Intel AMT security loophole could allow hackers to seize control of laptops

Sheri Evans
January 13, 2018

Finnish cybersecurity specialist F-Secure has reported another serious flaw in Intel hardware.

Although AMT vulnerabilities are not new, the researchers say this issue is particularly severe because it affects most Intel laptops, could enable an attacker to gain remote access for later exploitation, and is particularly easy to exploit. Optionally, unlike the Intel Management Engine (ME), AMT can be disabled, an option that Sintonen also recommends in situations where AMT use is not a corporate policy.

Harry Sintonen, the F-Secure security consultant who investigated the issue, said that the security gap was "almost deceptively simple to exploit" and noted that it could have "incredible destructive potential". "In practice, it can give a local attacker complete control over an individual's work laptop, despite even the most extensive security measures".

Intel AMT is a solution for remote access monitoring and maintenance of corporate-grade personal computers, created to allow IT departments or managed service providers to better control their device fleets.

Normally, laptop users set-up BIOS passwords to prevent unauthorised users from booting up devices or making changes to the boot-up process. What he has essentially done here is set up the machine to allow remote access without the user's knowledge that the computer is being exploited. And once inside AMT (reached by hitting Ctrl-P during boot), the attacker can log in using "admin", input a new remote password, configure AMT to suppress notifications that the laptop has been connected to remotely (thereby preventing users from knowing what's happened), and also configure it to allow wireless remote management in addition to wired management. "This allows an attacker access to configure AMT and make remote exploitation possible", F-Secure said.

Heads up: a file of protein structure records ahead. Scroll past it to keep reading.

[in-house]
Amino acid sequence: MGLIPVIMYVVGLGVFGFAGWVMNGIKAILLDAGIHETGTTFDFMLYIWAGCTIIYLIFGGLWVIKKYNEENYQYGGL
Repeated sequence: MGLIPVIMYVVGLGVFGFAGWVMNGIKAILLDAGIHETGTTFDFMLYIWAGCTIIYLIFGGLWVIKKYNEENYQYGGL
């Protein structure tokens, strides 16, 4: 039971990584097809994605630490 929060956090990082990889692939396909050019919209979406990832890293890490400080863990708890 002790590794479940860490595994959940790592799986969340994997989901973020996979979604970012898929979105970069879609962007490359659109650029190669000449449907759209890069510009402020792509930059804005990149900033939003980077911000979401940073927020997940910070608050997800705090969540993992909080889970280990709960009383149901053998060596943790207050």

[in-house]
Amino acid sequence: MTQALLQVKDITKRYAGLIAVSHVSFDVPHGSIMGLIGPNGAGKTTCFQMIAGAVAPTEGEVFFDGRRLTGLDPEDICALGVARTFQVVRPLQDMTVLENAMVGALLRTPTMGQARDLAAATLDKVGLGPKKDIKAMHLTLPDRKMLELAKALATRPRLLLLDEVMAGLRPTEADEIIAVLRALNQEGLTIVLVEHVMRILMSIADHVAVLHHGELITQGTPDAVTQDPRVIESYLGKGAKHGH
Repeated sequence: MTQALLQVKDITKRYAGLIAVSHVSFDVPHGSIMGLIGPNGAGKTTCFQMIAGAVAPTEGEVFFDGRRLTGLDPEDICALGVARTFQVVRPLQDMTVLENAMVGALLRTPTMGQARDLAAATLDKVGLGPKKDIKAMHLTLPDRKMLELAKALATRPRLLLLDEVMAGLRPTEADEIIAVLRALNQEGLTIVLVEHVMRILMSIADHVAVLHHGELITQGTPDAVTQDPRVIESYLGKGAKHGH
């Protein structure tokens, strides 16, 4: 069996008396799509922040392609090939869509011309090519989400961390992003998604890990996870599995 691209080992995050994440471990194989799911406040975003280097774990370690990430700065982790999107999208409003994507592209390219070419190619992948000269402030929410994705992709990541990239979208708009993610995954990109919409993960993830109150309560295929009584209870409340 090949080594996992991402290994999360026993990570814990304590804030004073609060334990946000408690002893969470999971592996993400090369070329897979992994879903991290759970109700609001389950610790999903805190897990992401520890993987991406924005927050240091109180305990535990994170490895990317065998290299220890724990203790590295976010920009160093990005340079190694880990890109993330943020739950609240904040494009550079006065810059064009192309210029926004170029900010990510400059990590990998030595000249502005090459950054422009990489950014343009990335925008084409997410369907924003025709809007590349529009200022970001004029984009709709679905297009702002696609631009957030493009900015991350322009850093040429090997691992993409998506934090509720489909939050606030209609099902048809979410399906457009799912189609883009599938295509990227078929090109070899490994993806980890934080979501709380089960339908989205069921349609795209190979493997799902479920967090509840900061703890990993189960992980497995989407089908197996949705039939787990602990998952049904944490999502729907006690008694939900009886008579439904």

The issue permits an attacker with physical access to a laptop to bypass having to enter passwords and to access and remotely exploit the laptop later, the company said.

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"If you leave your laptop in your hotel room while you go out for a drink, an attacker can break into your room and configure your laptop in less than a minute, and now he or she can access your desktop when you use your laptop in the hotel", he said.

F-Secure's Sintonen, however, wasn't the only security researcher to unearth the problem.

"Now the attacker can gain access to the system remotely", F-Secure's release noted, "as long as they're able to insert themselves onto the same network segment with the victim (enabling wireless access requires a few extra steps)". For this reason, it's especially important that organizations know about the unsafe default so they can fix it before it begins to be exploited.

F-Secure said in a statement that the flaw had nothing to do with the "Spectre" and "Meltdown" vulnerabilities recently found in the micro-chips that are used in nearly all computers, tablets and smartphones today.

Sintonen recommends that companies configure an AMT password so attackers wouldn't be able to boot via MEBx and compromise the system.

Intel AMT is commonly found on computers using Intel vPro-enabled processors as well as platforms based on some Intel Xeon processors. However, many device manufacturers do not follow this advice. "If the password is already set to an unknown value consider the device suspect and initiate incident response procedure", it says.

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